Tag Archives: Patricia Highsmith

Adventures in noir land

Pumpkin-JPEG

It has been a while since I’ve posted here on Pulp Curry. This is because I’ve spent the last few weeks travelling in the US. I spent time in New York and Washington DC. I also visited the City of Brotherly Love, Philadelphia, the home of Edgar Allen Poe, David Goodis and, every two years, one of the most interesting literary festivals I have experienced, NoirCon.

NoirCon is not your common or garden-variety festival. No way. And that is a very good thing.

First of all, the focus is firmly on noir, mainly fiction, but also film, poetry or whatever (and that last category, ‘whatever’, encapsulates some pretty bizarre material). I’m not saying there’s not a place for broader events that include a wider range of contributors and crime fiction sub-genres. But it’s also great to sit in a room of people who are, for once, more or less, all on the same page in terms of their love of noir, and not have to feel you have to justify or explain the focus.

Second, although it’s not exactly an exclusive event, neither does it try to be any bigger than need be. I get the feeling that while organiser, Lou Boxer, does his best to come up with new presenters and topics, he’s happy for the event not to get out of control or stray beyond the noir remit.… Read more

Pulp Friday: prison pulp

The Ninth Hour“Gripping novel about a jailbreak – The bloody, death filled minutes while a murderous convict holds all the state of Massachusetts at bay.”

Jail breaks, prison life, men and woman wrongly convicted and languishing in hell hole jails, all these were popular themes in cinema in the fifties, sixties and early seventies. They were also popular topics for pulp fiction.

Exhibit A is this selection of prison pulps from my collection.

Between them, these books cover off on all the main themes associated with prison pulp.

There are tension filled jail breaks in Billy Braggs and The Ninth Hour (“Three desperate prisoners, armed with smuggled .45’s, were holed up in the Isolation Cell Block, with two guards as hostages”).

Wrongfully convicted men feature in The Fall of the Sparrow, Headed For the Hearse (“His address was Death Row and his lease was up in six days…”), and Patricia Highsmith’s The Glass Cell.

The travails of women behind bars, particularly their sensationalised sexual exploits, are the subject of the two Australian pulps represented below, The Lights of Skaro and Queen Rat (“From behind bars Dawn Arness ruled the lives of prisoners and guards alike. She was Queen Rat”).

Prison was particularly suited to my favourite sub-genre of pulp fiction, tabloid-style reporting dressed up as serious sociological inquiry.… Read more

In a Lonely Place

In a Lonely placeOne of my favourite classic film noirs, without doubt, is Nicholas Ray’s 1950 masterpiece In A Lonely Place.

It’s a taunt, claustrophobic film that works on a very emotional level for me, much more so than most classic noirs I can think of, a devastating story about the artistic process of writing and one of the few period noirs that casts a critical eye on male violence. No matter how many times I’ve seen it, I always end up with a knot in my stomach from on-screen tension.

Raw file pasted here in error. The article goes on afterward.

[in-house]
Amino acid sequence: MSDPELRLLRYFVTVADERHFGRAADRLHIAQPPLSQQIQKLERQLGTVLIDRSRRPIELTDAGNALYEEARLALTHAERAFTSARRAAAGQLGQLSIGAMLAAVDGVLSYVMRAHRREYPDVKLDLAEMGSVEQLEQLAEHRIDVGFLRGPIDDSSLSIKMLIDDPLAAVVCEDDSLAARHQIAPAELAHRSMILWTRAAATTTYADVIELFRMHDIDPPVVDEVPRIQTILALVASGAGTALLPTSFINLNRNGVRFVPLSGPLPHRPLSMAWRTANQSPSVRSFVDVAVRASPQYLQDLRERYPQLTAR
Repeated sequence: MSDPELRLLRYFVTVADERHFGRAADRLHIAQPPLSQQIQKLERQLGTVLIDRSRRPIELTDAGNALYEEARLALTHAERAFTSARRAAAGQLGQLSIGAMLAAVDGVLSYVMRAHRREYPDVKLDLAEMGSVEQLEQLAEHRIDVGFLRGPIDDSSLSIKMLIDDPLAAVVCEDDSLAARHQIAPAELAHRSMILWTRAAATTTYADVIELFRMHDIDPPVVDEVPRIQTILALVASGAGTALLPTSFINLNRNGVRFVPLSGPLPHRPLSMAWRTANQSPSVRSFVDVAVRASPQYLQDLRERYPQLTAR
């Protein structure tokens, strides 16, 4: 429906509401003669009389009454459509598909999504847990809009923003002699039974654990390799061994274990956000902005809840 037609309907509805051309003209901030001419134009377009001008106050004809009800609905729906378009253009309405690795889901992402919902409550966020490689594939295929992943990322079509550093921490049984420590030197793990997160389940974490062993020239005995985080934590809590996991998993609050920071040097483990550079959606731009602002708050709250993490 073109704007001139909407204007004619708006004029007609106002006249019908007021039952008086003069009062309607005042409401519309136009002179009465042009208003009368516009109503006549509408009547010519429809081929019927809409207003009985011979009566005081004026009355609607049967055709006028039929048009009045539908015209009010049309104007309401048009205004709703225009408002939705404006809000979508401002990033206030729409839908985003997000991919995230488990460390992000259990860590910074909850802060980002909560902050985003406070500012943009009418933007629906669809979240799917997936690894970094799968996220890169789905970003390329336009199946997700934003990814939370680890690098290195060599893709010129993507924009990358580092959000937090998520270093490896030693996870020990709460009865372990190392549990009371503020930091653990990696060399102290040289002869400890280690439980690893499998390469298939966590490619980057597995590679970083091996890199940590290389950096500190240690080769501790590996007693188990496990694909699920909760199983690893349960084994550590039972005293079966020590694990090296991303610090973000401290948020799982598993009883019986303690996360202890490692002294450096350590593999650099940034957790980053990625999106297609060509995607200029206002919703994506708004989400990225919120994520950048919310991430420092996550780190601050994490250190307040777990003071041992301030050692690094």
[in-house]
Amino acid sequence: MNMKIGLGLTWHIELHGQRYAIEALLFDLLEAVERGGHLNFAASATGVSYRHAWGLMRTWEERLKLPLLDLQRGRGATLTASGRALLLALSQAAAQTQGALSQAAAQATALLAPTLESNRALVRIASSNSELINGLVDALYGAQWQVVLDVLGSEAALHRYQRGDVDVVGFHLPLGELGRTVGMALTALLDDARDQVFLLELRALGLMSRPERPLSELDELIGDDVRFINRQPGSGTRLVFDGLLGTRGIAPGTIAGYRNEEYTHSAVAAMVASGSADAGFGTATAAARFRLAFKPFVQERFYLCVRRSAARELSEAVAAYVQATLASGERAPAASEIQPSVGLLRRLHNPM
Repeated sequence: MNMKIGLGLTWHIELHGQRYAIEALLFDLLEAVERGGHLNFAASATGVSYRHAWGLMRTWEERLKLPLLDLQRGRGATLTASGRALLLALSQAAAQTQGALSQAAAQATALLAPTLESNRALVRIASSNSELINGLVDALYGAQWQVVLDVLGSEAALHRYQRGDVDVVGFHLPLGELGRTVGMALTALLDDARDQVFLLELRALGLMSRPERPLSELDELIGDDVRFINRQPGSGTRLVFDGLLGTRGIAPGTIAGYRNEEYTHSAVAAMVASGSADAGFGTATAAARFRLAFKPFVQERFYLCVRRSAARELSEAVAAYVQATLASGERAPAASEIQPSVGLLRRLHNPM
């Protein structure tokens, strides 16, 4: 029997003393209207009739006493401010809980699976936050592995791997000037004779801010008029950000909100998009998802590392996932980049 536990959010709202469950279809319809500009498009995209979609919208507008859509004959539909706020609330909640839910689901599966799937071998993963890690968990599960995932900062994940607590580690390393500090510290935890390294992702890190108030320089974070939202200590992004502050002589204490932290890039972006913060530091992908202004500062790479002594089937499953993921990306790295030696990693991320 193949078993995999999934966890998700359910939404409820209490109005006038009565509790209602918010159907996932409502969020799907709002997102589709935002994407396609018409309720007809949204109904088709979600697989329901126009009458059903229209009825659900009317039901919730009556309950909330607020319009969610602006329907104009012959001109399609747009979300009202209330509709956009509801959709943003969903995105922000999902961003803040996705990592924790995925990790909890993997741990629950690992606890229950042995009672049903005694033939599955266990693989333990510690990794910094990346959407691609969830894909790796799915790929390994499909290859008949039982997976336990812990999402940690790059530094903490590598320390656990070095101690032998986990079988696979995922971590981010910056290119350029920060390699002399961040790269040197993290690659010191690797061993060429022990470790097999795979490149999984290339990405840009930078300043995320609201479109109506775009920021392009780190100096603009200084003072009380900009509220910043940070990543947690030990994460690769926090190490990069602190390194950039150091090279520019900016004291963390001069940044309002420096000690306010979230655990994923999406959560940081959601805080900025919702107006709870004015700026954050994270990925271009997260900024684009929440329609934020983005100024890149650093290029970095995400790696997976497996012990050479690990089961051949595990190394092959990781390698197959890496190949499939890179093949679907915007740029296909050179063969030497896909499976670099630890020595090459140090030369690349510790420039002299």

Dix Steele (Humphrey Bogart) is a cynical screenwriter on the verge of being washed up. He also has a very violent streak to his personality that’s obviously got him into trouble many times. His agent gives him a chance for a comeback, a gig adapting a novel into a screenplay for a director well known for his popular mainstream fare. Exactly the type of film Dix hates.

His self-sabotaging distain for the job is evident when he discovers the hatcheck girl at the nightclub he’s spent the evening in has read the book he’s been asked to adapt. He invites her back to his apartment for her take about the tome. His worst suspicions about the job confirmed, he sends the girls on her way with taxi fare and goes to bed.… Read more

Crime fiction criminals

By definition, the majority of crime fiction characters are criminals or at least commit illegal and/or immoral acts. But books where the main character is a full-time professional criminal are surprisingly few and far between. Here’s a selection of some of the best.

It’s worth noting that when this post originally appeared on the Crime Fiction Lover website, readers came up with several good additions, including Andrew Vachss’s Burke, Charlie Huston’s Henry Thornton, Lawrence Block’s hitman character Keller and Patricia Highsmith’s Tom Ripley. I had originally thought of including the James Ellroy character Dudley Smith (“Knock, knock, who’s there, Dudley Smith, so reds beware”), but he’s a bent cop so not eligible. However, Ellroy’s Pete Bondurant would definitely make the cut.

Please leave a comment if you can think of any others.

Parker by Richard Stark (aka Donald Westlake)

The 24 books written between 1962 and 2010 featuring the professional thief known as Parker remain some of the best crime fiction ever written. Sixteen Parker novels appeared between 1962 and 1974. Westlake took a rest from the character until 1997, then wrote another eight Parker books.

Parker is a career criminal who steals things for a living. Get in his way on a job or try to double cross him afterwards and he’ll hurt you.… Read more